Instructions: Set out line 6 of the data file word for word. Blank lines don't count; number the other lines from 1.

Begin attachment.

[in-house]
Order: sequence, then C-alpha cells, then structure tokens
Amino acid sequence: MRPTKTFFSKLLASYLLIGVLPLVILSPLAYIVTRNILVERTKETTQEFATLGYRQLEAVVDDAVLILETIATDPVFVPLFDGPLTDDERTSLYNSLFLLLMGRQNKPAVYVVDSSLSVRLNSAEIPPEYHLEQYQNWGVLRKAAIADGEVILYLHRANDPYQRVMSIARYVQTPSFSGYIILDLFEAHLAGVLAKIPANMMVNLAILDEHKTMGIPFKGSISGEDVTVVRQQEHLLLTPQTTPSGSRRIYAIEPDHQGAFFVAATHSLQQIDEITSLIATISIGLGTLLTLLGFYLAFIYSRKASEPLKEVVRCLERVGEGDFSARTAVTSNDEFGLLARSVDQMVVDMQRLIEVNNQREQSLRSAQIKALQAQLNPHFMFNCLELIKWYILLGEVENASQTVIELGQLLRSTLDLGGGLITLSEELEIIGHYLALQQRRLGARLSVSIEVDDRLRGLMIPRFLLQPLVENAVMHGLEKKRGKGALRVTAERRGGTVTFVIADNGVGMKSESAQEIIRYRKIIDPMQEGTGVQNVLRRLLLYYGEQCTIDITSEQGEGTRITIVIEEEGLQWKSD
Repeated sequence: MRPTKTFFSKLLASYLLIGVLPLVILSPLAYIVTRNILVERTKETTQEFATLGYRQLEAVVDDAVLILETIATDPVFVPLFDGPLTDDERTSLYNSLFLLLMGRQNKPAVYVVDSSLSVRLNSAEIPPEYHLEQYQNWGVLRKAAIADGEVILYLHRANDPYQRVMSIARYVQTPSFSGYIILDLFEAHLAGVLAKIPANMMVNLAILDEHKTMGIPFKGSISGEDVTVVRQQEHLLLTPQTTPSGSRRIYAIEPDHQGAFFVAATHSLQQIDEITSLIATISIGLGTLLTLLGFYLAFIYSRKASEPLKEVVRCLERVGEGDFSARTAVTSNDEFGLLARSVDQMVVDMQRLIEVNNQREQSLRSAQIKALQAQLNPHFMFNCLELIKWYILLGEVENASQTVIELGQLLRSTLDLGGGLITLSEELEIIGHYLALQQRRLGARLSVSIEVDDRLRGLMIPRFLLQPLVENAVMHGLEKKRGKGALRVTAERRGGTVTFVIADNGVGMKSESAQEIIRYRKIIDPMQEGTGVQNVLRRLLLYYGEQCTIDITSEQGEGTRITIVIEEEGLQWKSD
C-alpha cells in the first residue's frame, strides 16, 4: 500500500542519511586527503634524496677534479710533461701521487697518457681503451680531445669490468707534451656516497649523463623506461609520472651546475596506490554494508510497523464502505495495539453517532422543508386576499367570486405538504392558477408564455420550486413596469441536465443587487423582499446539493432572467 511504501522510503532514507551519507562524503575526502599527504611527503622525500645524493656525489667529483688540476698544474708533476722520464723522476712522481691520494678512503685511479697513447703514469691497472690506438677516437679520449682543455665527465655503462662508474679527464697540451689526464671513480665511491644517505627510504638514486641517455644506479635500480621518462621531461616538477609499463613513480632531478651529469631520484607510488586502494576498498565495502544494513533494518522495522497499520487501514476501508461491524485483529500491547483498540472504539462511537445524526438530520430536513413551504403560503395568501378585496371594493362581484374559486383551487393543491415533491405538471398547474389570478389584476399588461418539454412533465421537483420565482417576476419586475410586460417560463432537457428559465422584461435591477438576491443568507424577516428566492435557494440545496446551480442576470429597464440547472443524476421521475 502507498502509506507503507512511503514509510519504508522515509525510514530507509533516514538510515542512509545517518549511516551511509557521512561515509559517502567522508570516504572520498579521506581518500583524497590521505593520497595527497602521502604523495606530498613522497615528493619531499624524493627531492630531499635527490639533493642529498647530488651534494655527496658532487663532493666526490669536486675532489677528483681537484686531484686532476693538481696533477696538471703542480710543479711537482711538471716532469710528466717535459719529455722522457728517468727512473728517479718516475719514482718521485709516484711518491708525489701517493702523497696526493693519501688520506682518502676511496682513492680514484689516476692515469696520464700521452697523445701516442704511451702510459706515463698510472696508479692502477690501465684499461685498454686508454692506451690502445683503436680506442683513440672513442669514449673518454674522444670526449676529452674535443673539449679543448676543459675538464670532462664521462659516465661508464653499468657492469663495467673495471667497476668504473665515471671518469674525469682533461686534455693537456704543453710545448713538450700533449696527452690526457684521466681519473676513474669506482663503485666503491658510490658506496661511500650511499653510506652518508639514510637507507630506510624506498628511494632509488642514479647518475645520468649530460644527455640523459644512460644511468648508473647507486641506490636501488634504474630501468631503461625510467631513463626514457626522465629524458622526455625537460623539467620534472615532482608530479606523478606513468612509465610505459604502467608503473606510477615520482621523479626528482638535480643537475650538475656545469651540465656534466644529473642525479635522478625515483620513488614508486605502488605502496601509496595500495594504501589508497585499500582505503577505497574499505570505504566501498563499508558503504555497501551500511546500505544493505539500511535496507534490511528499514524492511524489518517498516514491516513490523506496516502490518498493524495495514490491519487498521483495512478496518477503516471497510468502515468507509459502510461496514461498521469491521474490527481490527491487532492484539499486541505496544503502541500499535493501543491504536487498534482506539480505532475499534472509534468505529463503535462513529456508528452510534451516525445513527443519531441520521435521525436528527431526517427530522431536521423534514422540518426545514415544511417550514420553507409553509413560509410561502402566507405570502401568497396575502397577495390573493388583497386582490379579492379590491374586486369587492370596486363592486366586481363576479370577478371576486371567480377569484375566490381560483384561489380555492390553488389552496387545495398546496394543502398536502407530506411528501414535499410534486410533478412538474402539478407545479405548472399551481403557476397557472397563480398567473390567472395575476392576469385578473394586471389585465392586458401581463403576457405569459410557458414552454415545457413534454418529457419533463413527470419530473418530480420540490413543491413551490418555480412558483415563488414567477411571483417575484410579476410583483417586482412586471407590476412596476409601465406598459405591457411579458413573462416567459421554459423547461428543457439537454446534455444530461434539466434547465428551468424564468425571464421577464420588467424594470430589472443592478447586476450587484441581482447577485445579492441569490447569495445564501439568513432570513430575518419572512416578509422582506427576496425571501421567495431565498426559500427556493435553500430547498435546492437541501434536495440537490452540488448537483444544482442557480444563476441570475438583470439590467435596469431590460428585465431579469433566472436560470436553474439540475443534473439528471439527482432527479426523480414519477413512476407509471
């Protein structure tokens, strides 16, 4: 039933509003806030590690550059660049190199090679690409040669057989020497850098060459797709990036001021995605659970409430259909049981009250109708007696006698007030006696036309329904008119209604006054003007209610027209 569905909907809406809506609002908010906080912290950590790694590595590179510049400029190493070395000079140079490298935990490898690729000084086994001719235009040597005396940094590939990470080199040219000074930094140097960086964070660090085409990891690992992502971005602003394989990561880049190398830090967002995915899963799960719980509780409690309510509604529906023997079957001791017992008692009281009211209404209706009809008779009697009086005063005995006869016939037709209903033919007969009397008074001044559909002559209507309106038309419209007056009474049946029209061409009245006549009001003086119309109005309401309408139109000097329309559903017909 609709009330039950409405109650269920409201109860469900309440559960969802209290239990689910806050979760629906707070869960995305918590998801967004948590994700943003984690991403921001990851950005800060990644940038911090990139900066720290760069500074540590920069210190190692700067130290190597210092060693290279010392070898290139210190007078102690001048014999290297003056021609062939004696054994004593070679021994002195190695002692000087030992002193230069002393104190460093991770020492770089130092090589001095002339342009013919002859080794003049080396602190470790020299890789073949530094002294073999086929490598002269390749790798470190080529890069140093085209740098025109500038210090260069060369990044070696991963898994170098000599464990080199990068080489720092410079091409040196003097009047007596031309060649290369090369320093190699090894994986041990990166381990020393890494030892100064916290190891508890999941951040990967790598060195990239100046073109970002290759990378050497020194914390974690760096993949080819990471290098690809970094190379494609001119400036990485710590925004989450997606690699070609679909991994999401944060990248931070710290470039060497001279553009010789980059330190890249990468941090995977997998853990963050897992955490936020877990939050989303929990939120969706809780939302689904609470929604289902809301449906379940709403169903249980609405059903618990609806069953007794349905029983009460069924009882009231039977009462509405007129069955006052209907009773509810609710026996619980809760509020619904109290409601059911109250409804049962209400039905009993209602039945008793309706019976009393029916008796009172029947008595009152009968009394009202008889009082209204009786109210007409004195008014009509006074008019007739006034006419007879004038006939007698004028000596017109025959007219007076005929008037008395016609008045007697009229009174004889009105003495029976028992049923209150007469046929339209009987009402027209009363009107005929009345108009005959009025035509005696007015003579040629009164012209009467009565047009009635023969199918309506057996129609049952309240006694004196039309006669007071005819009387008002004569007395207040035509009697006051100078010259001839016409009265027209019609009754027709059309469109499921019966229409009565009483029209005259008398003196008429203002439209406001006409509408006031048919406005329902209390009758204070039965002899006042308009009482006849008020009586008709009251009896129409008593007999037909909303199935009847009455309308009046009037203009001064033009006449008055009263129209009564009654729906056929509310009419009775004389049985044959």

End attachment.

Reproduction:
């Protein structure tokens, strides 16, 4: 039933509003806030590690550059660049190199090679690409040669057989020497850098060459797709990036001021995605659970409430259909049981009250109708007696006698007030006696036309329904008119209604006054003007209610027209 569905909907809406809506609002908010906080912290950590790694590595590179510049400029190493070395000079140079490298935990490898690729000084086994001719235009040597005396940094590939990470080199040219000074930094140097960086964070660090085409990891690992992502971005602003394989990561880049190398830090967002995915899963799960719980509780409690309510509604529906023997079957001791017992008692009281009211209404209706009809008779009697009086005063005995006869016939037709209903033919007969009397008074001044559909002559209507309106038309419209007056009474049946029209061409009245006549009001003086119309109005309401309408139109000097329309559903017909 609709009330039950409405109650269920409201109860469900309440559960969802209290239990689910806050979760629906707070869960995305918590998801967004948590994700943003984690991403921001990851950005800060990644940038911090990139900066720290760069500074540590920069210190190692700067130290190597210092060693290279010392070898290139210190007078102690001048014999290297003056021609062939004696054994004593070679021994002195190695002692000087030992002193230069002393104190460093991770020492770089130092090589001095002339342009013919002859080794003049080396602190470790020299890789073949530094002294073999086929490598002269390749790798470190080529890069140093085209740098025109500038210090260069060369990044070696991963898994170098000599464990080199990068080489720092410079091409040196003097009047007596031309060649290369090369320093190699090894994986041990990166381990020393890494030892100064916290190891508890999941951040990967790598060195990239100046073109970002290759990378050497020194914390974690760096993949080819990471290098690809970094190379494609001119400036990485710590925004989450997606690699070609679909991994999401944060990248931070710290470039060497001279553009010789980059330190890249990468941090995977997998853990963050897992955490936020877990939050989303929990939120969706809780939302689904609470929604289902809301449906379940709403169903249980609405059903618990609806069953007794349905029983009460069924009882009231039977009462509405007129069955006052209907009773509810609710026996619980809760509020619904109290409601059911109250409804049962209400039905009993209602039945008793309706019976009393029916008796009172029947008595009152009968009394009202008889009082209204009786109210007409004195008014009509006074008019007739006034006419007879004038006939007698004028000596017109025959007219007076005929008037008395016609008045007697009229009174004889009105003495029976028992049923209150007469046929339209009987009402027209009363009107005929009345108009005959009025035509005696007015003579040629009164012209009467009565047009009635023969199918309506057996129609049952309240006694004196039309006669007071005819009387008002004569007395207040035509009697006051100078010259001839016409009265027209019609009754027709059309469109499921019966229409009565009483029209005259008398003196008429203002439209406001006409509408006031048919406005329902209390009758204070039965002899006042308009009482006849008020009586008709009251009896129409008593007999037909909303199935009847009455309308009046009037203009001064033009006449008055009263129209009564009654729906056929509310009419009775004389049985044959």